The government is closely monitoring the situation and based on statistics, will decide whether to relax restrictions in areas where there are relatively no or very small numbers of cases. A second financial stimulus is also expected to be announced, geared to bring relief to the MSME sector which is with worst hit.
While stringent monitoring is on, the government is also looking to relax restrictions where it feels suitable. While businesses have been working hard to get movement passes for essential services, the central government has left it to the discretion of state and district level authorities to take a call on issuance of passes, depending on the safety levels on the ground. There is a fair amount of concern related to issues that will arise once the lockdown is lifted. Low inventory, broken down supply chains, lack of migrant labour are some of the concerns. The corporate sector has been helping the situation with financial support, donation of equipment, repurposing production lines to manufacture hand sanitizers, ventilators, personal protection equipment.
It is expected some sectors will continue to receive relaxations after 20 April 2020. For all the latest government notifications related to the lockdown please click here.
The Reserve Bank of India today unexpectedly cut its key deposit rate for the second time in three weeks to discourage banks for parking idle funds with it and push them toward lending to revive the flagging economy amid the coronavirus lockdown. Banks have parked more than Rs 6 lakh crore ($78.44bn) with the RBI under the reverse repo in recent days, highlighting the extent of surplus rupee funds in the system.
The RBI Governor conducted a press conference to announce measures to improve liquidity situation in the economy. To discourage banks from parking money with the RBI, it has cut the reverse repo rate by 25 basis points to 3.75% and has directed scheduled commercial banks and co-op banks to not make any further dividend pay-outs for profits from FY20 until further notice.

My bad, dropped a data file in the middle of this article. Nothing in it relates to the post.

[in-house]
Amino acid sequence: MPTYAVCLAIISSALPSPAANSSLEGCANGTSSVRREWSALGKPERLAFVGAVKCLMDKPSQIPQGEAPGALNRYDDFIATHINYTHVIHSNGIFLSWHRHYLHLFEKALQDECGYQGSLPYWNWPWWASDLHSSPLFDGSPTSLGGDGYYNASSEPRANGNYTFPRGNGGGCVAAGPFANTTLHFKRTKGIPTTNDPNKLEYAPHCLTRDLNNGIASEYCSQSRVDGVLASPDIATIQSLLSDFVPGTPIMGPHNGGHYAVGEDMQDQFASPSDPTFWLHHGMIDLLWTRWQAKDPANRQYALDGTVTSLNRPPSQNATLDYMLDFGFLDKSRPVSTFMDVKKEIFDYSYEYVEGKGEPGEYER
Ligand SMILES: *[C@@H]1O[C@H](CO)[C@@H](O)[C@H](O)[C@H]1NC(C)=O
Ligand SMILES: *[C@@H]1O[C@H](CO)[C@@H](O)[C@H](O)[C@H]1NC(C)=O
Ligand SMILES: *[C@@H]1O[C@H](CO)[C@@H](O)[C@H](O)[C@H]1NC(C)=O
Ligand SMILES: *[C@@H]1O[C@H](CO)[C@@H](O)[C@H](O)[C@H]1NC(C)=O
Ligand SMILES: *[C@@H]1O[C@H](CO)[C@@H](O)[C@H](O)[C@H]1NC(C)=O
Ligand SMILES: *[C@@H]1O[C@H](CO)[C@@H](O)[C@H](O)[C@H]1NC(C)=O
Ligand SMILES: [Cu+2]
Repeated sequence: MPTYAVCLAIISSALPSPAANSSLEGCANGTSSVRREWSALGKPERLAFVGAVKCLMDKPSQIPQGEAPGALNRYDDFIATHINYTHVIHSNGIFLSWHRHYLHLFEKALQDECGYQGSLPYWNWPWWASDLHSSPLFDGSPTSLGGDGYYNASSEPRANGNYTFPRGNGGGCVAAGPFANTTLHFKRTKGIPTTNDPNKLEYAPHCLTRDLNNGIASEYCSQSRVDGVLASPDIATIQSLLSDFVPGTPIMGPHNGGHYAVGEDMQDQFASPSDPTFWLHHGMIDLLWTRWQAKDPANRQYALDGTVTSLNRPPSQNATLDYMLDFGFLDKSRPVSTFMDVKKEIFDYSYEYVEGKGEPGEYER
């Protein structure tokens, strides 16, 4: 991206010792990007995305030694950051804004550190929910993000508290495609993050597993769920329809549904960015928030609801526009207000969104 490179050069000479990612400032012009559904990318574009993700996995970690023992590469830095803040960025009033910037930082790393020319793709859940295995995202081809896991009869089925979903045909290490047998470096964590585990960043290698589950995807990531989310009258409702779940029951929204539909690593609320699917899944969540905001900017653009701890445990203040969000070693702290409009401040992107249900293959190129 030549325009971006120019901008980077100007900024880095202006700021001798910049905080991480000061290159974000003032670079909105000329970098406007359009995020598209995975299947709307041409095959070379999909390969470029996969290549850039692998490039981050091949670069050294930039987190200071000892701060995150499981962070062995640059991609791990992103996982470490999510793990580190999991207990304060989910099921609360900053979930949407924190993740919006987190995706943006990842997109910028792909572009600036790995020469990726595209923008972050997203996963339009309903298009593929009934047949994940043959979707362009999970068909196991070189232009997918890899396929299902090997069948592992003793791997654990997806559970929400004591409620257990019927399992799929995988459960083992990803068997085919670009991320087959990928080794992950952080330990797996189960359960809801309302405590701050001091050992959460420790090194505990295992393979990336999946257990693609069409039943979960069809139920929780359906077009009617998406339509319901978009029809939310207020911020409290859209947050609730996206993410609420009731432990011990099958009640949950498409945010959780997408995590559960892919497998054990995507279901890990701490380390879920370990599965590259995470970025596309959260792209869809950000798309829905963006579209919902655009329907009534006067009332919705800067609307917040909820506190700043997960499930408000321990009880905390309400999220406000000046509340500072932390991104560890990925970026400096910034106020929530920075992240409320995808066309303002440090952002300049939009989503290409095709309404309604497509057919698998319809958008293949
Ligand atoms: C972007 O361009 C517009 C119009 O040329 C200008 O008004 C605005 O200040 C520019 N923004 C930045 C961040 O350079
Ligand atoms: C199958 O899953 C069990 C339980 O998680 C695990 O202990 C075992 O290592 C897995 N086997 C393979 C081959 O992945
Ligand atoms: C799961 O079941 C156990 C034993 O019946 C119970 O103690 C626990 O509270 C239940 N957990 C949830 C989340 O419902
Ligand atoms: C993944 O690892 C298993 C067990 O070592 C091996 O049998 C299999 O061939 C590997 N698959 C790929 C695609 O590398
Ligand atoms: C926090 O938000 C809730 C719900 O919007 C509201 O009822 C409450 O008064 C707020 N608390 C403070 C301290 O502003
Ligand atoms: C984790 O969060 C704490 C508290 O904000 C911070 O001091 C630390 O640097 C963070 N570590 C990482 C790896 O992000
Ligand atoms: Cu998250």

He believes there is a silver lining and expects India will stage a sharp V-shaped recovery in 2021-22 as projected by the International Monetary Fund (IMF). Softening inflation, Das said would make available more policy space to the central bank to address risks to the growth going forward.
Meanwhile, the World Bank has revised the estimates of India’s growth rates to between 1.5% to 2.8%, down from an estimated 4.7% while the IMF has pegged its estimates to 1.9% as the global economy hits the worst recession since the Great Depression in the 1930s. The growth rate of the Asian continent also comes to a halt after 60 years.
For the corporates, especially in the manufacturing sector, it might be challenging to ‘covid-proof’ their infrastructure.
All states in India are coping with the pandemic. One state which stands out having flattened the curve early is the south western state of Kerala.
India exports around 60%-70% of the global supply of paracetamol and hydroxychloroquine (HCQ), two important drugs needed to treat COVID-19. On 3 March 2020, these two drugs were put under the licenced category- private exporters cannot freely export the drug unless they have a special licence. India partially lifted the ban when President Trump of the US asked for HCQ. India also provided around 3 million paracetamol tablets to the UK recently. All exports of these drugs are considered by the government on a case-by-case basis.